GM's new chief Akerson to take home $9 mn annual compensation

General Motors, which emerged from bankruptcy in July last year, is looking at ways to bolster its business and has plans for a mammoth Initial Public Offering (IPO).

Akerson, who took over the reins of the auto maker on September 1, would take an yearly base salary of USD 1.7 million, the company said in a regulatory filing on Friday.
Further, he would receive additional compensation in the form of stocks, currently valued at USD 5.3 million. These stocks would be given to him over a period of three years, starting September 30, 2011.

According to the filing, Akerson is also entitled to be presented restricted stock units, worth USD 2 million under the car maker's long-term incentive plan.
"Akerson will not receive additional compensation for his service on the company's board of directors," it noted.

Interestingly, General Motors has already seen four chief executives in less than two years. Last year, the company decided to go for bankruptcy restructuring after it failed to cope with the global financial crisis.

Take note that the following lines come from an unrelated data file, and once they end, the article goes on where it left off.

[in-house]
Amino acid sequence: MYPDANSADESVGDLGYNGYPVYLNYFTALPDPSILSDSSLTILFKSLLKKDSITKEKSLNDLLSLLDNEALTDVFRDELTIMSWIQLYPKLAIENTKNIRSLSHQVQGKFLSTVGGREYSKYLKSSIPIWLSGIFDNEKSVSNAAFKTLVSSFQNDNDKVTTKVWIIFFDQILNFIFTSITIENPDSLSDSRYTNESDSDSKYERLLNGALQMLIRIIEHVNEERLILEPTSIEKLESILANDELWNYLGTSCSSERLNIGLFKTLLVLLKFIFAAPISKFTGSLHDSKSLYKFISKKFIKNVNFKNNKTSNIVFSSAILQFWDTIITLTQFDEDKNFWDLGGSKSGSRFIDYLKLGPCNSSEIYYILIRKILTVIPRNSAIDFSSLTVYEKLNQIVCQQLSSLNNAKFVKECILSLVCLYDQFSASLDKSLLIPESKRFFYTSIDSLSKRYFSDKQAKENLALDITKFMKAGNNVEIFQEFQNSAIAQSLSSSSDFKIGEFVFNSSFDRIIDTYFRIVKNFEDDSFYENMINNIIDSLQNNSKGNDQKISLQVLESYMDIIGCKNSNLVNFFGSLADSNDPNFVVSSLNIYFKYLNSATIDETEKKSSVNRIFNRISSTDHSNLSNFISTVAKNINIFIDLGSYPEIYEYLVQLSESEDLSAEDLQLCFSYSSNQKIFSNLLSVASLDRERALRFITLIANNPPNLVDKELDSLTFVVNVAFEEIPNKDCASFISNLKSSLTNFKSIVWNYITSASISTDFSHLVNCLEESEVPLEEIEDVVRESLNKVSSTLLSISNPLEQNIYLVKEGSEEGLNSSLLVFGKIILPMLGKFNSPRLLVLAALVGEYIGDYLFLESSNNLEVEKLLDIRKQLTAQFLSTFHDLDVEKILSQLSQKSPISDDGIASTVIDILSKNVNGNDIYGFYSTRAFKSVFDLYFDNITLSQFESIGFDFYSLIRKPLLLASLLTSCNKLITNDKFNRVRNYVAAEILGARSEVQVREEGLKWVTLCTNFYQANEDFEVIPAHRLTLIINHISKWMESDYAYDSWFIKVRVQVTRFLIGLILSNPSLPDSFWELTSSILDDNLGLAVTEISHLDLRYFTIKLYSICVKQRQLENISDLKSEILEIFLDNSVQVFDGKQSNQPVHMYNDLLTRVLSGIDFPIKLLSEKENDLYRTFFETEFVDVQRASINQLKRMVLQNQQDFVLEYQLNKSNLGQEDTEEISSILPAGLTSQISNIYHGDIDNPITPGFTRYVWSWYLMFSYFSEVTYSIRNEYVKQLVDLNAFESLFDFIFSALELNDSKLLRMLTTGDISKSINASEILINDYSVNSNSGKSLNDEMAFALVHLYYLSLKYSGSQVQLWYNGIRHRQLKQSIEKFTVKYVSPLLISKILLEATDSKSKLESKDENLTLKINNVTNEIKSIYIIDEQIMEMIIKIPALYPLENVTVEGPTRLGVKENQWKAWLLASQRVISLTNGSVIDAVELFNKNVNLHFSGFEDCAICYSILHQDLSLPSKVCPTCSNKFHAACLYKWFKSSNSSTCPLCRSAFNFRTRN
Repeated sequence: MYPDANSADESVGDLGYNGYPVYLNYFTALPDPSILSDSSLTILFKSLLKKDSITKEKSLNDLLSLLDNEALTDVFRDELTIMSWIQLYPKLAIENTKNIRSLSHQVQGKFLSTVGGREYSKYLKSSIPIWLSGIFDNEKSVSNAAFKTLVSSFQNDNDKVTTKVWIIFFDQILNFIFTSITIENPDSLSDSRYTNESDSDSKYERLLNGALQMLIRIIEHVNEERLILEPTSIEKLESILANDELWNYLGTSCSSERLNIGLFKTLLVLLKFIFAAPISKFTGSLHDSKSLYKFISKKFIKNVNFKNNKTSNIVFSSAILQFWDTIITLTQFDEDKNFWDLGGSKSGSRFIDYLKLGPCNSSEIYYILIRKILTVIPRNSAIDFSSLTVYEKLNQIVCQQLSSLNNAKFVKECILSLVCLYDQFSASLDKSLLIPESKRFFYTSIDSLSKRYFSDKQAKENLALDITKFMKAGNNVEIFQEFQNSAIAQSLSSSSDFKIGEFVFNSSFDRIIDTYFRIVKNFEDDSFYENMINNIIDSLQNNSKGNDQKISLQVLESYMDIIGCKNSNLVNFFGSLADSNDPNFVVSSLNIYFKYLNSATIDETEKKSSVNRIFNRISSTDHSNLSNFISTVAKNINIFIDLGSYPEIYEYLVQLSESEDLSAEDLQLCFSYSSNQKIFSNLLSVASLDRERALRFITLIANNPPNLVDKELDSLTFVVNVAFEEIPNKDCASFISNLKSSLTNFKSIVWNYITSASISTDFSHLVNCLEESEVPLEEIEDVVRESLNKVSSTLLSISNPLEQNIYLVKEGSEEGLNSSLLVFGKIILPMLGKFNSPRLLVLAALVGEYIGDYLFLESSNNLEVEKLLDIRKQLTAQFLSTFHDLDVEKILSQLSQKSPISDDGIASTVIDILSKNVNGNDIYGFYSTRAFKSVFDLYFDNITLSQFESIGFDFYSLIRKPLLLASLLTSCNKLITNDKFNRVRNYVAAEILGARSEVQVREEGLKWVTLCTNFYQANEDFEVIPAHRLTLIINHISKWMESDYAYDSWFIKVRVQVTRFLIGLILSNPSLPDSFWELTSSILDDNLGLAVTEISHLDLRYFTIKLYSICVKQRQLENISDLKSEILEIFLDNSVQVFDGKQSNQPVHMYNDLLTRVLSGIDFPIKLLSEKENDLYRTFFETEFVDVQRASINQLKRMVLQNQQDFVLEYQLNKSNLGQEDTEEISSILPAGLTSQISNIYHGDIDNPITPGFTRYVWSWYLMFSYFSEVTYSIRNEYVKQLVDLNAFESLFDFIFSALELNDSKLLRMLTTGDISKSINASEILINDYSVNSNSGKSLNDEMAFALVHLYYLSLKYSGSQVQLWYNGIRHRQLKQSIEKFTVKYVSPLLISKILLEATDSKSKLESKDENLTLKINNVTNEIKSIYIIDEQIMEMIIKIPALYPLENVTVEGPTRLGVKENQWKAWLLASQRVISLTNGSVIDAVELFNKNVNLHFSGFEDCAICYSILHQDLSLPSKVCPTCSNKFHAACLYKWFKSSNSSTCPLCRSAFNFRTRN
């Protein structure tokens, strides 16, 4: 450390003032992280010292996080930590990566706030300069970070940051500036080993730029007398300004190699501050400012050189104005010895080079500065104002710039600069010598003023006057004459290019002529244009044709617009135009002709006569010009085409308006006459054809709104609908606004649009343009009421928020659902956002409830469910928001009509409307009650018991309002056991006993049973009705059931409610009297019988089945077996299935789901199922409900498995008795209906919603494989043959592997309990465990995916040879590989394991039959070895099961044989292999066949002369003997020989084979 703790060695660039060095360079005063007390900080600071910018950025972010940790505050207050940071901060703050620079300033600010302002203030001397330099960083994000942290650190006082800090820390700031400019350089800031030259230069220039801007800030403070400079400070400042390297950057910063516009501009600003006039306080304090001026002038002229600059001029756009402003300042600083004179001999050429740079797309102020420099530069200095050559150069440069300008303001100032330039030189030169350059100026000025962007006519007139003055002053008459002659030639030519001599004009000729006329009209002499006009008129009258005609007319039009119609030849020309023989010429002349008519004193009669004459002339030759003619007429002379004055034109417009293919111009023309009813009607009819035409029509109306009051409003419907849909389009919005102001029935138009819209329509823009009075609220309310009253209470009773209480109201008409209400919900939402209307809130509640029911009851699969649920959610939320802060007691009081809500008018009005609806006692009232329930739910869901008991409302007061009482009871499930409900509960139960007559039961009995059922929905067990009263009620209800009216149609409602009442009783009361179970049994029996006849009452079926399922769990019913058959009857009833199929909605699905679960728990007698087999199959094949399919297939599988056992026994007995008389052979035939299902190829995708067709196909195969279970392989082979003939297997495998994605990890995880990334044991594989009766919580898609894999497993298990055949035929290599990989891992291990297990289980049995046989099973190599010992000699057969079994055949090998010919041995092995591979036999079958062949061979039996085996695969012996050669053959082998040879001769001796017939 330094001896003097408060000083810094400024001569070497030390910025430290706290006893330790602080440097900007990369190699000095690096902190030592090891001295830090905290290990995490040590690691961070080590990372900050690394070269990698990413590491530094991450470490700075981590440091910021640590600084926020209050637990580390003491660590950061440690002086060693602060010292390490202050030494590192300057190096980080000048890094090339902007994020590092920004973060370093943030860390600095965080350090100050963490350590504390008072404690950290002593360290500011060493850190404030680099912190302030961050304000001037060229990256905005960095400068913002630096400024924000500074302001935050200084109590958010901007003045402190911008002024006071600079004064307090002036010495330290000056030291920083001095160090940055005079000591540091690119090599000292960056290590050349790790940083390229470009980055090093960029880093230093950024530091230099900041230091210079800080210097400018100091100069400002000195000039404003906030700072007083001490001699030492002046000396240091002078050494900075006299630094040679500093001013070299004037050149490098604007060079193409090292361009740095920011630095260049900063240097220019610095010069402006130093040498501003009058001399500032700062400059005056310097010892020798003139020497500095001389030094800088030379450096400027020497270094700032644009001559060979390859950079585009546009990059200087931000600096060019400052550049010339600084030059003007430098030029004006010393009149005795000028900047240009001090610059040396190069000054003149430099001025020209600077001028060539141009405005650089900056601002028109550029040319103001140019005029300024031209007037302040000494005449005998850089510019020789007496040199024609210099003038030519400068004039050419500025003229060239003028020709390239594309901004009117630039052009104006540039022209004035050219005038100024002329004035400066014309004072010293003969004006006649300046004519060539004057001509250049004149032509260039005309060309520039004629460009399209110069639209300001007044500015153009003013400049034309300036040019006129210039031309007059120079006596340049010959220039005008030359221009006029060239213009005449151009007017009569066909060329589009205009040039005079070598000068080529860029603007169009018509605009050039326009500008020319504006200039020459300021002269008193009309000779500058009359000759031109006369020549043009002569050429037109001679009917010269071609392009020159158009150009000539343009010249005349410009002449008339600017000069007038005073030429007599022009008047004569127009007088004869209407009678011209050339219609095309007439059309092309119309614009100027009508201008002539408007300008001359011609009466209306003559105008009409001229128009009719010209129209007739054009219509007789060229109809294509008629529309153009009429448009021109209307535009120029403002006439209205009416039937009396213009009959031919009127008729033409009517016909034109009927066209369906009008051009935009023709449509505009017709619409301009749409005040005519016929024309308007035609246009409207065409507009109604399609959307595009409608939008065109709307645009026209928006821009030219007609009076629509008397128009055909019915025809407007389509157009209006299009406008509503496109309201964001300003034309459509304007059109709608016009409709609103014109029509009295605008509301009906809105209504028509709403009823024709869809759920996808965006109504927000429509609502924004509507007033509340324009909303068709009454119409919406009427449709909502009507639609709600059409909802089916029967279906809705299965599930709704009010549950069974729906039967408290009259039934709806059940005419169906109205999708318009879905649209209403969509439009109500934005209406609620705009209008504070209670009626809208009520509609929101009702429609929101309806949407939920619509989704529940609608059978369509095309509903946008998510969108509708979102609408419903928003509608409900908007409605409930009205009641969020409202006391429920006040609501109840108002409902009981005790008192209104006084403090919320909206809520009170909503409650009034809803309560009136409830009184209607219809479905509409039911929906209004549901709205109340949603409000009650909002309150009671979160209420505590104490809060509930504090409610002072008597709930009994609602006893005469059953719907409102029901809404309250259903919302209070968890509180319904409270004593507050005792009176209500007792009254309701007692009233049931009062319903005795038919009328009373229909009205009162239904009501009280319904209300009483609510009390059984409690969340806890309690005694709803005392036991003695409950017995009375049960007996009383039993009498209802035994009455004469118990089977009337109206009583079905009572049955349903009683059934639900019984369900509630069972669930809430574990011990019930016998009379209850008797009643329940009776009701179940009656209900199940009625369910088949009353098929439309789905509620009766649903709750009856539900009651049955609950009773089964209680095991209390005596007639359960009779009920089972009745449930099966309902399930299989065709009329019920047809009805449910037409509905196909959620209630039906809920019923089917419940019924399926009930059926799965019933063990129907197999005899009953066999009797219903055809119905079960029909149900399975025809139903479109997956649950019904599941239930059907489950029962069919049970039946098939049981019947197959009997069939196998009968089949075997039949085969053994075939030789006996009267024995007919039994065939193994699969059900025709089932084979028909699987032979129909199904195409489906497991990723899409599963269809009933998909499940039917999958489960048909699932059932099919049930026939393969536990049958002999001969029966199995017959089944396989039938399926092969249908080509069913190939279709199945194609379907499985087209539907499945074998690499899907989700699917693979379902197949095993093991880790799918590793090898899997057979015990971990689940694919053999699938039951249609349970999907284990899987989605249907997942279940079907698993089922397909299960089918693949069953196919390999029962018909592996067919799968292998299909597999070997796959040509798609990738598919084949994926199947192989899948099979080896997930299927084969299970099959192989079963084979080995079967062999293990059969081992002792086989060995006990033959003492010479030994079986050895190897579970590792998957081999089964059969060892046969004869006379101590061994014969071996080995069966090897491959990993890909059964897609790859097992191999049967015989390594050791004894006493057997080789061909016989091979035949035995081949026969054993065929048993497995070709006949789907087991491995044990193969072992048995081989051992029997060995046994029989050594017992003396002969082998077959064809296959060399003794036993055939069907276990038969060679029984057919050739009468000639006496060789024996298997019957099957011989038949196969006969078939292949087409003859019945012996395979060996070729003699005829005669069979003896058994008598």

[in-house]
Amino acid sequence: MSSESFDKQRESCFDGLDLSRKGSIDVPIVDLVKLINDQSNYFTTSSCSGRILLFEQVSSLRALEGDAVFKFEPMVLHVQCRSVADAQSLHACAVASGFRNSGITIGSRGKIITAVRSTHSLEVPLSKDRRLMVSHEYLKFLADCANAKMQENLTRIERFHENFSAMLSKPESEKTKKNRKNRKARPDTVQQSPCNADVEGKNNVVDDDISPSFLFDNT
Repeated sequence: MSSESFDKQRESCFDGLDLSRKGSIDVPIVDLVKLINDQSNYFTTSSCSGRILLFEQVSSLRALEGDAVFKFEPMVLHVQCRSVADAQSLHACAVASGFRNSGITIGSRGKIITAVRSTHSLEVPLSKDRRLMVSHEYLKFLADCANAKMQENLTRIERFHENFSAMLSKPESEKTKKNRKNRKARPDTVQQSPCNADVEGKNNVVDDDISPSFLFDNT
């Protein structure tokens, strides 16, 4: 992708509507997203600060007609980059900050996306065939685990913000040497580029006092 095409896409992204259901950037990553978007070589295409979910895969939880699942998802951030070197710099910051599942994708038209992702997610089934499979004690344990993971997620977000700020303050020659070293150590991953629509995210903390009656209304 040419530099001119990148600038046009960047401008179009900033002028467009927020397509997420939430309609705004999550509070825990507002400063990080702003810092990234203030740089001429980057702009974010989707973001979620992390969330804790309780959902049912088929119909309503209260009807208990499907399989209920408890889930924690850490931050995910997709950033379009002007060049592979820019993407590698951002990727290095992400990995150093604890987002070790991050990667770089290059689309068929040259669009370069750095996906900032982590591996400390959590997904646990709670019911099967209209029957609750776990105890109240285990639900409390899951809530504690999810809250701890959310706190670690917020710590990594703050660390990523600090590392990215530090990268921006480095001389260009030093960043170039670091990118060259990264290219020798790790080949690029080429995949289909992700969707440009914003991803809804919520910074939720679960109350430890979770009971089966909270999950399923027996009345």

General Motors continues to remain under the control of the US government, since it is yet to completely pay back billions of dollars worth taxpayers' money. The proceeds from the proposed IPO would help it to bring down the debt.
Akerson's package was finalised after discussions with special pay master Ken Feinberg, who monitors compensation practices at companies that received funds under the Troubled Asset Relief Programme (TARP).
TARP pumped in billions of dollars into various entities to help them tide over the ravaging financial turmoil in 2008-09.

General Motors said that its former CEO Edward E Whitacre Jr, who stepped down on September 1, would remain as chairman till end of 2010.
"(He would) receive director's and chairman's fees totalling USD 300,000 for the remaining four months on the board. He will not receive any additional employment related compensation from the company," the filing said.

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